Dressed for Eden

Stephen Frech


“But the heart has its own memory.” – Camus


We are always burying the dead. In this way, we are like the church interiors of old Dutch prints. Often in the background, workers have removed a stone from the floor and shoveled the earth from beneath it. In some prints, a worker stands waist deep in a grave he’s digging.

If I tell you how many years ago my husband died, you will say I have held onto the sadness too long. But we never do, you know. We hold on for as long as we need and hope for rest.

Do you mind if I smoke? The Parliament is discussing a ban on smoking in cafes like this, even on the patio. And then where will I be? Without smoking, I am nothing. I used to smoke two packs a day, that was a few years ago, but now I am not so needy.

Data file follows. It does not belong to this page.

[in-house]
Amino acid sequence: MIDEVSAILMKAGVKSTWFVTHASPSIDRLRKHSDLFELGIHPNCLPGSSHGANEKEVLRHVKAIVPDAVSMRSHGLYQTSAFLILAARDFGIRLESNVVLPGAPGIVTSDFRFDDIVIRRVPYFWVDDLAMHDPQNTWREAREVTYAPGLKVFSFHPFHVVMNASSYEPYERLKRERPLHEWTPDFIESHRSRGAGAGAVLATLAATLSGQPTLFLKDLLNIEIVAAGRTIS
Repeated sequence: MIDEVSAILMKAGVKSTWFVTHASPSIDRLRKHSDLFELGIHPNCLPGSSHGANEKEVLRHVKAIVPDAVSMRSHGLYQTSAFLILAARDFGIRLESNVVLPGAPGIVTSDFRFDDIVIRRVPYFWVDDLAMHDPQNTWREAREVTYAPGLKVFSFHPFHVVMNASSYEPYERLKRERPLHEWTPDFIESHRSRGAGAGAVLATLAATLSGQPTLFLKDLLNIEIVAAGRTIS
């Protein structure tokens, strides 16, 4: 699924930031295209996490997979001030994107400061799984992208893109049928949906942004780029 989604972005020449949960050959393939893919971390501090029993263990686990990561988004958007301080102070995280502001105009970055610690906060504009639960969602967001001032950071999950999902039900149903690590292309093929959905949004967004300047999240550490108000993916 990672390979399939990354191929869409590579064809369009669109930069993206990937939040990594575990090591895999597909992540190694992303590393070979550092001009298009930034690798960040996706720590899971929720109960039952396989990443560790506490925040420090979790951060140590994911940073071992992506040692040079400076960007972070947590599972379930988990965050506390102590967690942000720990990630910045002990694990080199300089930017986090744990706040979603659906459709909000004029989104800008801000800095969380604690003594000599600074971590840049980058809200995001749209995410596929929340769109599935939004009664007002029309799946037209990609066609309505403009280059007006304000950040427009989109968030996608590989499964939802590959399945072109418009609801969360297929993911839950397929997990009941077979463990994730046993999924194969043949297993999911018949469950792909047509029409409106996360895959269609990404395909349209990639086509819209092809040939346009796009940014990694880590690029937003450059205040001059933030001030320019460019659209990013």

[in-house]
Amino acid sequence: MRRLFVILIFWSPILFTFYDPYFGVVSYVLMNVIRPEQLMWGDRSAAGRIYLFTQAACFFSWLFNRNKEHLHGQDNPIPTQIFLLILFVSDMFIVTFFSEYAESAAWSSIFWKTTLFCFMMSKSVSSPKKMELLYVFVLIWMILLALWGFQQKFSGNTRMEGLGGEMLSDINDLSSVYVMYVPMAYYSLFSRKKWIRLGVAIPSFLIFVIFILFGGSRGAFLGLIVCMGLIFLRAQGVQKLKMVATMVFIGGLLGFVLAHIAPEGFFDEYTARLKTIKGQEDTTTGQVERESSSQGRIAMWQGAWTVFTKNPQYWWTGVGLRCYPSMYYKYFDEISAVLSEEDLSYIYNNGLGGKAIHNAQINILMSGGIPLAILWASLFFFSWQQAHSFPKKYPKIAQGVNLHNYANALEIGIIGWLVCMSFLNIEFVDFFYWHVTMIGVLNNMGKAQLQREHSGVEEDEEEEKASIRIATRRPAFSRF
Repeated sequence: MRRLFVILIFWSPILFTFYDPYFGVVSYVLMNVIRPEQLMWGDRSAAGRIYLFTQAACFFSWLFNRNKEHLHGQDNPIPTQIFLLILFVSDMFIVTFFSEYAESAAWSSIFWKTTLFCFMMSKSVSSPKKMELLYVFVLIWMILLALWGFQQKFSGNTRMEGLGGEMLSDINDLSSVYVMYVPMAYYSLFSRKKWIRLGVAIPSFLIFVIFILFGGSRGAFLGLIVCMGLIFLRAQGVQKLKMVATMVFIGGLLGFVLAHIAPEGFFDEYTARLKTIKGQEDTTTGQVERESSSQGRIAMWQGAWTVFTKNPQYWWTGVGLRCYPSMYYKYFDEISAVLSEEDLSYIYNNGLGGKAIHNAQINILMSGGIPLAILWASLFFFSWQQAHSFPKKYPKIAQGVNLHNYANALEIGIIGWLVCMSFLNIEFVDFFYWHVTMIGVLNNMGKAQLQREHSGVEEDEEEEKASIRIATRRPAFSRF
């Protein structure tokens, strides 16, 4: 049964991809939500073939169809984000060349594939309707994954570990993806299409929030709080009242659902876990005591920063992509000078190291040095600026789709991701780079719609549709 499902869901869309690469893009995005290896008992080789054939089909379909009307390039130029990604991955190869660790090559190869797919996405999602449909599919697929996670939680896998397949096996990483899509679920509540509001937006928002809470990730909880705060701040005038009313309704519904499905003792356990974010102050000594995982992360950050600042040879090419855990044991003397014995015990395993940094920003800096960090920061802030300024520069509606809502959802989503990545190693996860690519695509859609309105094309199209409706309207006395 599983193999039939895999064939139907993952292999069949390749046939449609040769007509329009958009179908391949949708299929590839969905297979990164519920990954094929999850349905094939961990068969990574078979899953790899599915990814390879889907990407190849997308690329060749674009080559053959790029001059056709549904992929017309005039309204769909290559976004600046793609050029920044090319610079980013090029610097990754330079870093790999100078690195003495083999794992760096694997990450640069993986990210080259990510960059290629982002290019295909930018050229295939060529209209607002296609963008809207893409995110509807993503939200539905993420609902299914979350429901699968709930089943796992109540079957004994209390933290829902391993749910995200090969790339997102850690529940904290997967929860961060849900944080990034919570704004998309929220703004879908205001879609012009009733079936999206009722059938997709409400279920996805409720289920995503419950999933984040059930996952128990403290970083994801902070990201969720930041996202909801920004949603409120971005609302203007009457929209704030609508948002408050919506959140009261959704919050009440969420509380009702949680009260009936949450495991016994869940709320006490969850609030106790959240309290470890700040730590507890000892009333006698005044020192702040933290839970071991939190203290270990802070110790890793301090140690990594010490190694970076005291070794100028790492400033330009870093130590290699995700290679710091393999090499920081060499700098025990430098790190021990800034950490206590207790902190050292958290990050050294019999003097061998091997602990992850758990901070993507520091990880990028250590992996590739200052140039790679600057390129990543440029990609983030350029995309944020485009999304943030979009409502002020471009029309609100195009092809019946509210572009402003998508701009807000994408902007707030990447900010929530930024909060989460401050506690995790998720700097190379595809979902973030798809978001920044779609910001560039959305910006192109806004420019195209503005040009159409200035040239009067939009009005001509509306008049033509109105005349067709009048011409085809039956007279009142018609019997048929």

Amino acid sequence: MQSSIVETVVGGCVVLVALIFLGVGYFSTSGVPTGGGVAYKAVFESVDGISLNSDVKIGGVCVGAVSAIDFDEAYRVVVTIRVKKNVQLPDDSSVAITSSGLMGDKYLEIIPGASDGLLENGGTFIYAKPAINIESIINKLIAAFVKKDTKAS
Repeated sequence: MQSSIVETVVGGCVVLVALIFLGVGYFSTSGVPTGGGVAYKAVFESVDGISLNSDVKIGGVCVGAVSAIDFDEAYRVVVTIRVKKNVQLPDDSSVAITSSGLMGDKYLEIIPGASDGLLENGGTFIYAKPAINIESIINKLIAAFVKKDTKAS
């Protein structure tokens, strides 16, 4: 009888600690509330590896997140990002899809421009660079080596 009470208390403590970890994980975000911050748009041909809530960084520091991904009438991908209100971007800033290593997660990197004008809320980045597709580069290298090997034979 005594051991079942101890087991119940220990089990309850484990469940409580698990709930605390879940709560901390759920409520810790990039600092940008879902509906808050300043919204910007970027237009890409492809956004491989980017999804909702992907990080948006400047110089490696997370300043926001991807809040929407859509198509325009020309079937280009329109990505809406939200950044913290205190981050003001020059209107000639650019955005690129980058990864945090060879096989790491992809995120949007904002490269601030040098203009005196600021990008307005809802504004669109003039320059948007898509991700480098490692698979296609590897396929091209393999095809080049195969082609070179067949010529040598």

May I share with you something I heard in the park today? A young girl in a yellow dress walked among some dogs playing off leash. I watched because she was so pretty and delighted with the dogs around her, and I was a little frightened for her because who knows what can happen? With her hand on the back of a Great Dane she said to him very sweetly, “I have nothing for you.” Moments later, having walked on, I heard an old man sitting on a bench say to a bird searching near his feet: “I have nothing for you.”

You see, we think we’re singularly ourselves, and yet we’re saying the same things, filled with the same uncertainties.

Another drink? Oh yes, thank you, of course. But you needn’t trouble yourself. All the wait staff knows me here: one shot of genever to settle in, then white wine. They will bring me another.

Six years my husband’s been gone, but I still think about him. I’ve had lovers since he died, but he’s hard to replace. He was so odd in marvelous ways.